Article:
Thursday, December 29, 2011

Mindful Eating

Editors note: This is a guest post by Jules Clancy fromstonesoup.

Seeing only engages one of our senses. But food is a powerful sensual experience that engages all your senses. No wonder you are seduced by the sight, smell, taste, and touch of it. (Plus, you can hear the sound of food as you chew it.)

Recently, my wife and I walked through an outside mall containing several restaurants. We checked out several menus and were undecided until we stepped into one restaurant that was filled the most delicious aroma. “Let’s eat here,” I said instantly.

For this meditation, practice being mindful of all your senses. 1) Use your sight to look at food’s color and shape with full concentration. 2) Smell a food’s aroma—both cooked and uncooked. Can you tell when something is fresh or spoiled? 3) Taste a food by letting it linger in your mouth for a long time, chewing it and extracting all the flavor it has to give you. Do you like (or dislike) it? 4) Experience details of a food’s texture and sound as you chew. 5) Hear food as you crunch, munch, and pop it in your mouth.

Mindful eating has the powerful potential to transform people’s relationship to food and eating, to improve overall health, body image, relationships and self-esteem. Mindful eating involves many components such as:
* learning to make choices in beginning or ending a meal based on awareness of hunger and satiety cues;
* learning to identify personal triggers for mindless eating, such as emotions, social pressures, or certain              foods;
* valuing quality over quantity of what you’re eating;
* appreciating the sensual, as well as the nourishing, capacity of food;
* feeling deep gratitude that may come from appreciating and experiencing food


Reduced over eating. It’s been a while now since I went to bed feeling bloated and over stuffed. Which is great in itself but also means that my ‘muffin top’ is pretty much gone when I wear my favorite jeans.

Increased enjoyment of food. As a food scientist, I’ve always considered myself a big fan of eating. Now that I’m on the path to mastering the art of mindful eating, I am finding a new found respect for food and am gaining far more pleasure from meal times.

Improved digestion. Digestion begins in the mouth with the action of saliva. If food isn’t chewed properly it means that there’s more work for the rest of your digestion system. I may be imagining this, but I think I’ve also noticed I have less gas now that I’m eating mindfully.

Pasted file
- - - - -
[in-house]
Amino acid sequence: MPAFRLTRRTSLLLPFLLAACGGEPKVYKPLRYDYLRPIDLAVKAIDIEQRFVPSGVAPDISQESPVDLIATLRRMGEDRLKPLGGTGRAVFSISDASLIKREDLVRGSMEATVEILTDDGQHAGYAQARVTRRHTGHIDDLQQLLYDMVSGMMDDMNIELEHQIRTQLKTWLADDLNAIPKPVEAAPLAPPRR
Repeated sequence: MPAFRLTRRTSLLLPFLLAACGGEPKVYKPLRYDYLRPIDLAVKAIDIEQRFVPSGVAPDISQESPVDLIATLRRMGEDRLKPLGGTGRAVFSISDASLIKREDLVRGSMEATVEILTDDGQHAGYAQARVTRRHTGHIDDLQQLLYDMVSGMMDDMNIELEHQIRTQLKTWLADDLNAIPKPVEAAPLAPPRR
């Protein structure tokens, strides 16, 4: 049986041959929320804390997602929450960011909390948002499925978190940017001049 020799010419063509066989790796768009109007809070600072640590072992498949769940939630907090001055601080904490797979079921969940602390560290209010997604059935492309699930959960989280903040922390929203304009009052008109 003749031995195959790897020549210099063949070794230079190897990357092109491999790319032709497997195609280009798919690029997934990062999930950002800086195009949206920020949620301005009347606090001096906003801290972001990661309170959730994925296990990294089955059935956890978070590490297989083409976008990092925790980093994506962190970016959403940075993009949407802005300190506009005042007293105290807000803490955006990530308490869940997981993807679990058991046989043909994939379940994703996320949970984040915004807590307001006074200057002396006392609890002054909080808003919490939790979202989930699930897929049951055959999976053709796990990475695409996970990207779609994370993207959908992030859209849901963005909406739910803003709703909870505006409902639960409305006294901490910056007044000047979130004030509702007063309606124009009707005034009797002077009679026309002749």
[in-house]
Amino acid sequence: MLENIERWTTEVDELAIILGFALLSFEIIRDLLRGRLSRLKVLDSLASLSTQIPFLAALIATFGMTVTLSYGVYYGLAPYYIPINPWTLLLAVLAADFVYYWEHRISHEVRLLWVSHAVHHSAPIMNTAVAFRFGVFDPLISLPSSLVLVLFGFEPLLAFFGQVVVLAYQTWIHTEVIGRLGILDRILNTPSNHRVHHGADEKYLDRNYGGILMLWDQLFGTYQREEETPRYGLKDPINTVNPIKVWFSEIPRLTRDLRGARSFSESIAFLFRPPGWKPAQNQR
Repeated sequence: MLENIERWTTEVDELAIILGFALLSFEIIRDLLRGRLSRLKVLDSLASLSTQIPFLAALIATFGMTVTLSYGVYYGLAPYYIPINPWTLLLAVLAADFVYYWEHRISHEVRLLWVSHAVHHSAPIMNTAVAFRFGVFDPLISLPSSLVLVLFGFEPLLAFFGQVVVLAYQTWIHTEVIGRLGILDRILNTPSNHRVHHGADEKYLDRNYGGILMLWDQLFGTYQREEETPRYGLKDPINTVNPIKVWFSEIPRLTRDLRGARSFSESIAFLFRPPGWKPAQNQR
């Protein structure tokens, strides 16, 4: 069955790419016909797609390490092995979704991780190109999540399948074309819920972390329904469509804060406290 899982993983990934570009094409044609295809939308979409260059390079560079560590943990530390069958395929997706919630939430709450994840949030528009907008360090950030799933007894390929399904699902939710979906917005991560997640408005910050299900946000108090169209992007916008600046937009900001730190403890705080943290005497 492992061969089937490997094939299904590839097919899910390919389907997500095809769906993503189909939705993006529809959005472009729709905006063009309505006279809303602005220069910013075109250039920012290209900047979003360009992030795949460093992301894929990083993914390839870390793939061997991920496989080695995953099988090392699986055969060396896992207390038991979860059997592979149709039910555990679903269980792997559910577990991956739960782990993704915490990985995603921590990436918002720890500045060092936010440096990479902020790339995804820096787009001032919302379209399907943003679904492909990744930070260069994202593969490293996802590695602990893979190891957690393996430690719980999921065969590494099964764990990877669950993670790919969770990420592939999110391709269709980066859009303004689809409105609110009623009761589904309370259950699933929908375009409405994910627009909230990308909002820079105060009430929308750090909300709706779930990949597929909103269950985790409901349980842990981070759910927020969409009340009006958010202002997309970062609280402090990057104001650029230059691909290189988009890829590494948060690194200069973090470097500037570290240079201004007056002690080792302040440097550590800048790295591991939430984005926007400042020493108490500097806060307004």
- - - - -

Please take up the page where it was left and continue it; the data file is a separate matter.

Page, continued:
Being satisfied with less. Linked with reduced over eating, the real benefit here is being able to trust yourself to feel satisfied after one or two squares of chocolate so there is no temptation to scoff the whole block. Suddenly there’s no need to deny yourself the occasional treat which makes for a far healthier relationship with food.
Ready to change the way you interact with food?

How to master the art of mindful eating:

1. Start small. Like all new habits, it’s best to set realistic expectations. Choose one meal or snack each day and commit to focusing on mindful eating at that time.

2. Stop multitasking at meal times.

3. Only eat at the table. No more snacking on the run.

4. Appreciate the appearance. Taking the time to notice sets the scene for mindful eating.

5. Focus on each mouthful. Think about the flavour, texture and even the sound of the food in your mouth. Focus on how much you like, or dislike these sensations.

6. Chew.

7.Use cutlery and put it down between mouthfuls.

8. Talk and share. One of the joys of eating is sharing a meal with loved ones.

9. Go for quality not quantity. By choosing smaller amounts of the best food you can afford, you will not only enjoy it more, you’re far more likely to be satisfied without having to over eat.

10. Make time to prepare your own meals, preferably from fresh ingredients.

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